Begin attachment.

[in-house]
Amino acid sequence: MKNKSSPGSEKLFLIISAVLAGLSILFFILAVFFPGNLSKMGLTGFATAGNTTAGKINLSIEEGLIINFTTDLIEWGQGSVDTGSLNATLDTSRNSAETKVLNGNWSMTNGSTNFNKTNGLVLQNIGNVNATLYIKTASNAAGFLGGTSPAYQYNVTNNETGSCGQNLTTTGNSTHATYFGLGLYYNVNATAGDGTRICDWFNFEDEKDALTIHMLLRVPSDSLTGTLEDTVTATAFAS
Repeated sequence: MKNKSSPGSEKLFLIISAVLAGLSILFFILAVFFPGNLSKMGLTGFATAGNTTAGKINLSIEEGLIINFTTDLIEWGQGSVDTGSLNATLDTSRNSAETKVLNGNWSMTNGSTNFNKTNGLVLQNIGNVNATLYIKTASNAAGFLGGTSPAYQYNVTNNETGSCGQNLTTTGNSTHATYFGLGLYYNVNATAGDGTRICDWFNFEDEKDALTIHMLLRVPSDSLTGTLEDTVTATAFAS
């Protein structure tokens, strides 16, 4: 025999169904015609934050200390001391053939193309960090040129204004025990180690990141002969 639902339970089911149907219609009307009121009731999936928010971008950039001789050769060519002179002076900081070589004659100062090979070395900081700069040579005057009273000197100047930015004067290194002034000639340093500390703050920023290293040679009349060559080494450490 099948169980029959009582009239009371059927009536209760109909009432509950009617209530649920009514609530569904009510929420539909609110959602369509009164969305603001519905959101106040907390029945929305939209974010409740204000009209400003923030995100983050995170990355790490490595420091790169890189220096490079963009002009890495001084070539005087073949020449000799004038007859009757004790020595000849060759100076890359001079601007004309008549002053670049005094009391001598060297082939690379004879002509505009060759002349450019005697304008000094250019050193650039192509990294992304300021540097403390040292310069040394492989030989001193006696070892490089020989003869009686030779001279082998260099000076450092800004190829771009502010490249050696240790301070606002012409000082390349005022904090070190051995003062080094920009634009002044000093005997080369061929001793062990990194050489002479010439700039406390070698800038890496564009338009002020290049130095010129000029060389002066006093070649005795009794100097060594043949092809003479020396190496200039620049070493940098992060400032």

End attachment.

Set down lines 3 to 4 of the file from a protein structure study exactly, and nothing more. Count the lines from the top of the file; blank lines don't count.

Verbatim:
Repeated sequence: MKNKSSPGSEKLFLIISAVLAGLSILFFILAVFFPGNLSKMGLTGFATAGNTTAGKINLSIEEGLIINFTTDLIEWGQGSVDTGSLNATLDTSRNSAETKVLNGNWSMTNGSTNFNKTNGLVLQNIGNVNATLYIKTASNAAGFLGGTSPAYQYNVTNNETGSCGQNLTTTGNSTHATYFGLGLYYNVNATAGDGTRICDWFNFEDEKDALTIHMLLRVPSDSLTGTLEDTVTATAFAS
């Protein structure tokens, strides 16, 4: 025999169904015609934050200390001391053939193309960090040129204004025990180690990141002969 639902339970089911149907219609009307009121009731999936928010971008950039001789050769060519002179002076900081070589004659100062090979070395900081700069040579005057009273000197100047930015004067290194002034000639340093500390703050920023290293040679009349060559080494450490 099948169980029959009582009239009371059927009536209760109909009432509950009617209530649920009514609530569904009510929420539909609110959602369509009164969305603001519905959101106040907390029945929305939209974010409740204000009209400003923030995100983050995170990355790490490595420091790169890189220096490079963009002009890495001084070539005087073949020449000799004038007859009757004790020595000849060759100076890359001079601007004309008549002053670049005094009391001598060297082939690379004879002509505009060759002349450019005697304008000094250019050193650039192509990294992304300021540097403390040292310069040394492989030989001193006696070892490089020989003869009686030779001279082998260099000076450092800004190829771009502010490249050696240790301070606002012409000082390349005022904090070190051995003062080094920009634009002044000093005997080369061929001793062990990194050489002479010439700039406390070698800038890496564009338009002020290049130095010129000029060389002066006093070649005795009794100097060594043949092809003479020396190496200039620049070493940098992060400032």